This experiment was designed to test the hypothesis that perceptual abnormalities in autism might be associated with alteration of induced gamma activity patterns overlying visual cortical regions. EEG was recorded from six adolescents with autism and eight controls matched on chronological age, and verbal and nonverbal mental age, whilst identifying the presence or absence of an illusory Kanizsa shape. Although there were no reaction time or accuracy differences between the groups there were significant task-related differences in cortical activity. Control participants showed typical gamma-band activity over parietal regions at around 350 msec post onset of shape trials, similar to gamma patterns found in previous studies with non-impaired adults. In contrast, autistic participants showed overall increased activity, including an early 100 msec gamma peak and a late induced peak, 50 to 70 msec earlier than that shown by the control group. We interpret the abnormal gamma activity to reflect decreased "signal to noise" due to decreased inhibitory processing. In this experiment we did not establish a link between altered perception and abnormal gamma, as the autistic participants' behaviour did not differ from the controls. Future work should be designed to replicate this phenomenon and establish the perceptual consequences of altered gamma activity.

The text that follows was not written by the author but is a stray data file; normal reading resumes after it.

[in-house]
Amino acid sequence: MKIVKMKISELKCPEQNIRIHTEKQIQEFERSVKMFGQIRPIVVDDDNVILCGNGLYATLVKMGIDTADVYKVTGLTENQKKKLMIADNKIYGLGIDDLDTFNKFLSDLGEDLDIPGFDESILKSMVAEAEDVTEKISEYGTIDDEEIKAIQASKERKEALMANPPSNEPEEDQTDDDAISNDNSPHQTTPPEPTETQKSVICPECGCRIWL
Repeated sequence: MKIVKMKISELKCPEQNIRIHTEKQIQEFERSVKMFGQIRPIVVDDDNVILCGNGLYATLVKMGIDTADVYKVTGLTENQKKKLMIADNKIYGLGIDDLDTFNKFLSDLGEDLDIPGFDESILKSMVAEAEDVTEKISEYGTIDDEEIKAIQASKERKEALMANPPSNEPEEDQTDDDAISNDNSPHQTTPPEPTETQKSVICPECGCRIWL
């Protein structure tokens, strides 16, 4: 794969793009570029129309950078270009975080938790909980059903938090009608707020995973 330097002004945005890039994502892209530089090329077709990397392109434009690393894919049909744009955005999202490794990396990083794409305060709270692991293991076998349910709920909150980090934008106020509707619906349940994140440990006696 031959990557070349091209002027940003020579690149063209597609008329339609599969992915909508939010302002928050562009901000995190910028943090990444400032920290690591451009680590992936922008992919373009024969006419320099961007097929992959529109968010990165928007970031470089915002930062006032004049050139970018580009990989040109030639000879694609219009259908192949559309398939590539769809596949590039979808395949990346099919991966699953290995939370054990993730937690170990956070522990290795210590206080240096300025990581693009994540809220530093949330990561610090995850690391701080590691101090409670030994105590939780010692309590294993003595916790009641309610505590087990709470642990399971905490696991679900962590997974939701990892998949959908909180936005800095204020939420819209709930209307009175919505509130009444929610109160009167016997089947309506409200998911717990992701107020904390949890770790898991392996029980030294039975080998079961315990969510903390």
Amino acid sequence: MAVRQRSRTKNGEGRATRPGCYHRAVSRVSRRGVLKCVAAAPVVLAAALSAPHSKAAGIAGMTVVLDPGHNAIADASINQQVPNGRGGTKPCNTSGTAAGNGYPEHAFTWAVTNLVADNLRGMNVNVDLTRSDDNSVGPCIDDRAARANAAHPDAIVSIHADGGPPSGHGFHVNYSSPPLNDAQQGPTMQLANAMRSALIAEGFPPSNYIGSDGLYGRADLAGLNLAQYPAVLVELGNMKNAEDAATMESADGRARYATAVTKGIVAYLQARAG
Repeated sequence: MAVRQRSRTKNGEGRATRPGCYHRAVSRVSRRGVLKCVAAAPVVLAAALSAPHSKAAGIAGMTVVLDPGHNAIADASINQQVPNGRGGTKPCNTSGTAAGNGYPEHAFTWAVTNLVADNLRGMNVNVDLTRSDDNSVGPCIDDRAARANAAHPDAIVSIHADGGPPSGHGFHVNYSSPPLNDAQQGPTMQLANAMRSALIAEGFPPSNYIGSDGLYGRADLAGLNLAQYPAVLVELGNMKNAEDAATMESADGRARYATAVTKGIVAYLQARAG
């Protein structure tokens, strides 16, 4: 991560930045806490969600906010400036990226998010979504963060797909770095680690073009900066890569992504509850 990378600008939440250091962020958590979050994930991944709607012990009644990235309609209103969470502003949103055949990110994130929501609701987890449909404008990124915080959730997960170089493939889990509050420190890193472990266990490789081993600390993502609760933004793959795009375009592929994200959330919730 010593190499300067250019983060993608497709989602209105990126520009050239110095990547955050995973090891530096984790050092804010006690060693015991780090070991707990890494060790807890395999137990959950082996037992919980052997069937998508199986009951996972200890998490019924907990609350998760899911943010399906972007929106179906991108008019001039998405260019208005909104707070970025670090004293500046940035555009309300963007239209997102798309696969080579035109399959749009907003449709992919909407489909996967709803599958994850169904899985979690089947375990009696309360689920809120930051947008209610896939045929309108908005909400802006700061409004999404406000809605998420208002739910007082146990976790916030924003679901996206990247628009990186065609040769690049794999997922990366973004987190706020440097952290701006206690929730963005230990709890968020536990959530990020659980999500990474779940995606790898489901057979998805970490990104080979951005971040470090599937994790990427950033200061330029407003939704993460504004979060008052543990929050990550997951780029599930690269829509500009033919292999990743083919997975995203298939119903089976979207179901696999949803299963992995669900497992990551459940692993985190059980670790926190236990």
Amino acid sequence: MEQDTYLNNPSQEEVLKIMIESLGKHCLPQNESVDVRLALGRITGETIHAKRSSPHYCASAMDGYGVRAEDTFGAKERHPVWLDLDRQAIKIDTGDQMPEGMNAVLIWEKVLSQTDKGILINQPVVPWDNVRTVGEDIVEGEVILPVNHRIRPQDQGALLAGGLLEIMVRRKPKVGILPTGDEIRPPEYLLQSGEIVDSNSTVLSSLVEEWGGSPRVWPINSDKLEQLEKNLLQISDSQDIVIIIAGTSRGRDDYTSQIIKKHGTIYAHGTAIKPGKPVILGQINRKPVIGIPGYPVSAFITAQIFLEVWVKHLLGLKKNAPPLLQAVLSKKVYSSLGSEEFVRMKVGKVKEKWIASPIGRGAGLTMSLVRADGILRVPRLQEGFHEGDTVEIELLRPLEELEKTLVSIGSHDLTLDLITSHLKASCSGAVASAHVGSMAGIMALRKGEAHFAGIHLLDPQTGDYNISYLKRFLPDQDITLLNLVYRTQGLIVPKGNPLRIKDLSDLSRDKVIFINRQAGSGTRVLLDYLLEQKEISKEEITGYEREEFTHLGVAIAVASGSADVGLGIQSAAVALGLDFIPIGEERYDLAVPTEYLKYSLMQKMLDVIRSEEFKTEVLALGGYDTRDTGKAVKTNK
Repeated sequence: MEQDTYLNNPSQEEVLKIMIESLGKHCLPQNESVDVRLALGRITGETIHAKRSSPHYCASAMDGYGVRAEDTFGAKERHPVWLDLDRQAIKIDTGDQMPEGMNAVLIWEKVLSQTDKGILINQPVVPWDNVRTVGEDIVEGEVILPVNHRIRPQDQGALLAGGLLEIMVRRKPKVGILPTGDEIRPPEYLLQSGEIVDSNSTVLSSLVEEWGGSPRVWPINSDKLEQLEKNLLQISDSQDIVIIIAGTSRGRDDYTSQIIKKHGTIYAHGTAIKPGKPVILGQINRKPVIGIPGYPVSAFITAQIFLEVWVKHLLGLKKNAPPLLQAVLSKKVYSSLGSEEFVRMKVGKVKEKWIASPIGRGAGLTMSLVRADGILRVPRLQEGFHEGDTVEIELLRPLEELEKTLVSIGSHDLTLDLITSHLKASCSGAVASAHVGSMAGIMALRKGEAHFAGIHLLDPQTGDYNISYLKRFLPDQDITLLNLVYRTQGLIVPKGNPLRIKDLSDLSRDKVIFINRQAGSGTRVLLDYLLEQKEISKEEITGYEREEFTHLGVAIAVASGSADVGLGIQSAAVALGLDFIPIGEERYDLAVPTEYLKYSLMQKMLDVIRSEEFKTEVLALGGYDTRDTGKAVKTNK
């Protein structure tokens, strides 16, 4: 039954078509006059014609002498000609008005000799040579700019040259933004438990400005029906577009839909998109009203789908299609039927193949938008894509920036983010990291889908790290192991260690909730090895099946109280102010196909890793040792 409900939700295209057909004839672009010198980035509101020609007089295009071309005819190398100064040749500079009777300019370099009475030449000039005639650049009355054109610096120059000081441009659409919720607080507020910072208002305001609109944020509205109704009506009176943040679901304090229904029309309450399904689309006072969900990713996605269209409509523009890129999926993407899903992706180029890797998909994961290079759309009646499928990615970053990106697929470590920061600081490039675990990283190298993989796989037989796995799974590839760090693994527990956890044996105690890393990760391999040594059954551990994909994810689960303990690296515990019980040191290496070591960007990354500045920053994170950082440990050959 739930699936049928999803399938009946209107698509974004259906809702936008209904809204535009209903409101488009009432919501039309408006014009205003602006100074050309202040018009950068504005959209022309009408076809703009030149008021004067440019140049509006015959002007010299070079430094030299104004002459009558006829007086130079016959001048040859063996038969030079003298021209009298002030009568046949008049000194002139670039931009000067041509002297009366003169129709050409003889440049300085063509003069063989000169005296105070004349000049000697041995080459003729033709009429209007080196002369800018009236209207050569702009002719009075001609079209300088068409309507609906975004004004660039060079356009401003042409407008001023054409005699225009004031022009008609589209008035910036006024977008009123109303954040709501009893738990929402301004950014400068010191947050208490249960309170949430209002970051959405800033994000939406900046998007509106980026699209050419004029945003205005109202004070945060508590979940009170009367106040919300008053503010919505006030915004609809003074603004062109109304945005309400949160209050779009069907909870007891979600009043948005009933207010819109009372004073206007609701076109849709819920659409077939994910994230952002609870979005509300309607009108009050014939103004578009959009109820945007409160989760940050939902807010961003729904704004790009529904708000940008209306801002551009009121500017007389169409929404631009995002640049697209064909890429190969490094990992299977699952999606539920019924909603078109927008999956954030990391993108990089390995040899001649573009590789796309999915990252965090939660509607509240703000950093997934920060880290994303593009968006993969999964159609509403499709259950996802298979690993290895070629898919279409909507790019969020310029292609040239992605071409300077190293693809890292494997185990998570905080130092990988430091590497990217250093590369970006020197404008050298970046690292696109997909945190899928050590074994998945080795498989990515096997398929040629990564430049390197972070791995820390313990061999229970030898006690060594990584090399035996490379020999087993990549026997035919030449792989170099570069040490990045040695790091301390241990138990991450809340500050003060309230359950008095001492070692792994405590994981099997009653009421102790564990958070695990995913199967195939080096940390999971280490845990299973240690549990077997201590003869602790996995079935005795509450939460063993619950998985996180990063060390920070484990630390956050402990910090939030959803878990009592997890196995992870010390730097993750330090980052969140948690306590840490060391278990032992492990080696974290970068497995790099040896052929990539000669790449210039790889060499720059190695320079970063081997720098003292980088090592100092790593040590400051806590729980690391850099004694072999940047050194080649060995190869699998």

|Number of pages||13|
|Publication status||Published - 2005|
- 40 Hz
- Gamma EEG